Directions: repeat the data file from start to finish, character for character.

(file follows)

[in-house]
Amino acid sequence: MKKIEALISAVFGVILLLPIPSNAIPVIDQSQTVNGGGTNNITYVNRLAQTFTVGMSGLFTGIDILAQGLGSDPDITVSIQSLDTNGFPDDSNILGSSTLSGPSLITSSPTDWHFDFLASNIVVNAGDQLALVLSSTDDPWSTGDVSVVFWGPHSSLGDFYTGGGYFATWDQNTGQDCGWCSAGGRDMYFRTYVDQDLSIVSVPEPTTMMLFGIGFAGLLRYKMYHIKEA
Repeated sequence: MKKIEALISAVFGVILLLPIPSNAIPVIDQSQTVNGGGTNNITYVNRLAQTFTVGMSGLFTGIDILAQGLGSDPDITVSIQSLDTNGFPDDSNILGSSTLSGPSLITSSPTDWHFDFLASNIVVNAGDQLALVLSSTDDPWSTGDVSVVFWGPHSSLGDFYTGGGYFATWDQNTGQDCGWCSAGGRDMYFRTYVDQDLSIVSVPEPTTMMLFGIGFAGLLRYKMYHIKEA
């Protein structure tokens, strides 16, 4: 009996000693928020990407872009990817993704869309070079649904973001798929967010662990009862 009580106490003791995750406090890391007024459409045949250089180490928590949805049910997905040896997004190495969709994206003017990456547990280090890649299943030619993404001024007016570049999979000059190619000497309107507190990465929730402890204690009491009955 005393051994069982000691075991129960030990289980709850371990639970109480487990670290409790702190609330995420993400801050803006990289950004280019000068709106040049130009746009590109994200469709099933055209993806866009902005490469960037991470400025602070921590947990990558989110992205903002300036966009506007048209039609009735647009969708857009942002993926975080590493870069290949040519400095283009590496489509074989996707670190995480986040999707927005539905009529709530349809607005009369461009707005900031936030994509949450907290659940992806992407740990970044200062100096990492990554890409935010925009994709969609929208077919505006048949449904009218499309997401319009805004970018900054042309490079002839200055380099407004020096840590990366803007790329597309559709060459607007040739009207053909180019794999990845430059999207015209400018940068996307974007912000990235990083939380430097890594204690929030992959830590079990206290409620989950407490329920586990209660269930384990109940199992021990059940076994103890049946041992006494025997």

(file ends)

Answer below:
[in-house]
Amino acid sequence: MKKIEALISAVFGVILLLPIPSNAIPVIDQSQTVNGGGTNNITYVNRLAQTFTVGMSGLFTGIDILAQGLGSDPDITVSIQSLDTNGFPDDSNILGSSTLSGPSLITSSPTDWHFDFLASNIVVNAGDQLALVLSSTDDPWSTGDVSVVFWGPHSSLGDFYTGGGYFATWDQNTGQDCGWCSAGGRDMYFRTYVDQDLSIVSVPEPTTMMLFGIGFAGLLRYKMYHIKEA
Repeated sequence: MKKIEALISAVFGVILLLPIPSNAIPVIDQSQTVNGGGTNNITYVNRLAQTFTVGMSGLFTGIDILAQGLGSDPDITVSIQSLDTNGFPDDSNILGSSTLSGPSLITSSPTDWHFDFLASNIVVNAGDQLALVLSSTDDPWSTGDVSVVFWGPHSSLGDFYTGGGYFATWDQNTGQDCGWCSAGGRDMYFRTYVDQDLSIVSVPEPTTMMLFGIGFAGLLRYKMYHIKEA
């Protein structure tokens, strides 16, 4: 009996000693928020990407872009990817993704869309070079649904973001798929967010662990009862 009580106490003791995750406090890391007024459409045949250089180490928590949805049910997905040896997004190495969709994206003017990456547990280090890649299943030619993404001024007016570049999979000059190619000497309107507190990465929730402890204690009491009955 005393051994069982000691075991129960030990289980709850371990639970109480487990670290409790702190609330995420993400801050803006990289950004280019000068709106040049130009746009590109994200469709099933055209993806866009902005490469960037991470400025602070921590947990990558989110992205903002300036966009506007048209039609009735647009969708857009942002993926975080590493870069290949040519400095283009590496489509074989996707670190995480986040999707927005539905009529709530349809607005009369461009707005900031936030994509949450907290659940992806992407740990970044200062100096990492990554890409935010925009994709969609929208077919505006048949449904009218499309997401319009805004970018900054042309490079002839200055380099407004020096840590990366803007790329597309559709060459607007040739009207053909180019794999990845430059999207015209400018940068996307974007912000990235990083939380430097890594204690929030992959830590079990206290409620989950407490329920586990209660269930384990109940199992021990059940076994103890049946041992006494025997």